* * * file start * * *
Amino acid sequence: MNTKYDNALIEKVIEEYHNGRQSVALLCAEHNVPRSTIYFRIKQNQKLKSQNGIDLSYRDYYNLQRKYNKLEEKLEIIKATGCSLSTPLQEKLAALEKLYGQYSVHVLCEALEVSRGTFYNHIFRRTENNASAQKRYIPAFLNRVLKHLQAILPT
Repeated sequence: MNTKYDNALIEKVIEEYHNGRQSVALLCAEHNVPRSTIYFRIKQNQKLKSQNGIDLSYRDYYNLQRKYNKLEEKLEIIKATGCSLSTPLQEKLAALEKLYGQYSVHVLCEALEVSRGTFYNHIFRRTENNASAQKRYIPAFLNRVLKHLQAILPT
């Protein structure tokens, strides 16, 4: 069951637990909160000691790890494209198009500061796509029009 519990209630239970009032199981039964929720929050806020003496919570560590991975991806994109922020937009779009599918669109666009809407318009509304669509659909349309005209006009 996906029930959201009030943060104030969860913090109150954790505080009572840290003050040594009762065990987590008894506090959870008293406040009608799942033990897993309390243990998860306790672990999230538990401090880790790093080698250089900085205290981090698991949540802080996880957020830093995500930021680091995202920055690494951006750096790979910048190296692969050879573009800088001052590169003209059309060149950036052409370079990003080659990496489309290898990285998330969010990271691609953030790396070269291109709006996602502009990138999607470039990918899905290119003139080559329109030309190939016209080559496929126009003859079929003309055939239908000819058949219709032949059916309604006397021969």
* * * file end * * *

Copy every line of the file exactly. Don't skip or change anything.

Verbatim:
Amino acid sequence: MNTKYDNALIEKVIEEYHNGRQSVALLCAEHNVPRSTIYFRIKQNQKLKSQNGIDLSYRDYYNLQRKYNKLEEKLEIIKATGCSLSTPLQEKLAALEKLYGQYSVHVLCEALEVSRGTFYNHIFRRTENNASAQKRYIPAFLNRVLKHLQAILPT
Repeated sequence: MNTKYDNALIEKVIEEYHNGRQSVALLCAEHNVPRSTIYFRIKQNQKLKSQNGIDLSYRDYYNLQRKYNKLEEKLEIIKATGCSLSTPLQEKLAALEKLYGQYSVHVLCEALEVSRGTFYNHIFRRTENNASAQKRYIPAFLNRVLKHLQAILPT
């Protein structure tokens, strides 16, 4: 069951637990909160000691790890494209198009500061796509029009 519990209630239970009032199981039964929720929050806020003496919570560590991975991806994109922020937009779009599918669109666009809407318009509304669509659909349309005209006009 996906029930959201009030943060104030969860913090109150954790505080009572840290003050040594009762065990987590008894506090959870008293406040009608799942033990897993309390243990998860306790672990999230538990401090880790790093080698250089900085205290981090698991949540802080996880957020830093995500930021680091995202920055690494951006750096790979910048190296692969050879573009800088001052590169003209059309060149950036052409370079990003080659990496489309290898990285998330969010990271691609953030790396070269291109709006996602502009990138999607470039990918899905290119003139080559329109030309190939016209080559496929126009003859079929003309055939239908000819058949219709032949059916309604006397021969």